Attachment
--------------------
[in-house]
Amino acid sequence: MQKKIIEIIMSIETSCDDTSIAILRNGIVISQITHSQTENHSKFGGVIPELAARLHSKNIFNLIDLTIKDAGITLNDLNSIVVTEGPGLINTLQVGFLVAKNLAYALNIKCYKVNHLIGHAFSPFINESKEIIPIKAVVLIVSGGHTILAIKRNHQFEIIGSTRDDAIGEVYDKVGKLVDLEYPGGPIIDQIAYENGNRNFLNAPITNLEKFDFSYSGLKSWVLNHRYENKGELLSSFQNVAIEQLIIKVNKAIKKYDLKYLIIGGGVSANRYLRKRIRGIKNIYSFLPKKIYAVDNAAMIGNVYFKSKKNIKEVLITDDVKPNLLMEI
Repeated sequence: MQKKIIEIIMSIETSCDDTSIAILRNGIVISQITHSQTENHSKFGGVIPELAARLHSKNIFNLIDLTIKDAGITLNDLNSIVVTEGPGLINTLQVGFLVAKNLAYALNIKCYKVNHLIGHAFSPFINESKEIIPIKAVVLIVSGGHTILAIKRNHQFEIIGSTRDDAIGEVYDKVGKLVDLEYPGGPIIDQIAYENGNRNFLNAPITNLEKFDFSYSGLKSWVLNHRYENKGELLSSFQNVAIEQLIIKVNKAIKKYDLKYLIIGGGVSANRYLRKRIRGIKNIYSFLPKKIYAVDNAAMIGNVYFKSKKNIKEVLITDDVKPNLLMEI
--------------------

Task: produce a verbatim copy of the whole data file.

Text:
[in-house]
Amino acid sequence: MQKKIIEIIMSIETSCDDTSIAILRNGIVISQITHSQTENHSKFGGVIPELAARLHSKNIFNLIDLTIKDAGITLNDLNSIVVTEGPGLINTLQVGFLVAKNLAYALNIKCYKVNHLIGHAFSPFINESKEIIPIKAVVLIVSGGHTILAIKRNHQFEIIGSTRDDAIGEVYDKVGKLVDLEYPGGPIIDQIAYENGNRNFLNAPITNLEKFDFSYSGLKSWVLNHRYENKGELLSSFQNVAIEQLIIKVNKAIKKYDLKYLIIGGGVSANRYLRKRIRGIKNIYSFLPKKIYAVDNAAMIGNVYFKSKKNIKEVLITDDVKPNLLMEI
Repeated sequence: MQKKIIEIIMSIETSCDDTSIAILRNGIVISQITHSQTENHSKFGGVIPELAARLHSKNIFNLIDLTIKDAGITLNDLNSIVVTEGPGLINTLQVGFLVAKNLAYALNIKCYKVNHLIGHAFSPFINESKEIIPIKAVVLIVSGGHTILAIKRNHQFEIIGSTRDDAIGEVYDKVGKLVDLEYPGGPIIDQIAYENGNRNFLNAPITNLEKFDFSYSGLKSWVLNHRYENKGELLSSFQNVAIEQLIIKVNKAIKKYDLKYLIIGGGVSANRYLRKRIRGIKNIYSFLPKKIYAVDNAAMIGNVYFKSKKNIKEVLITDDVKPNLLMEI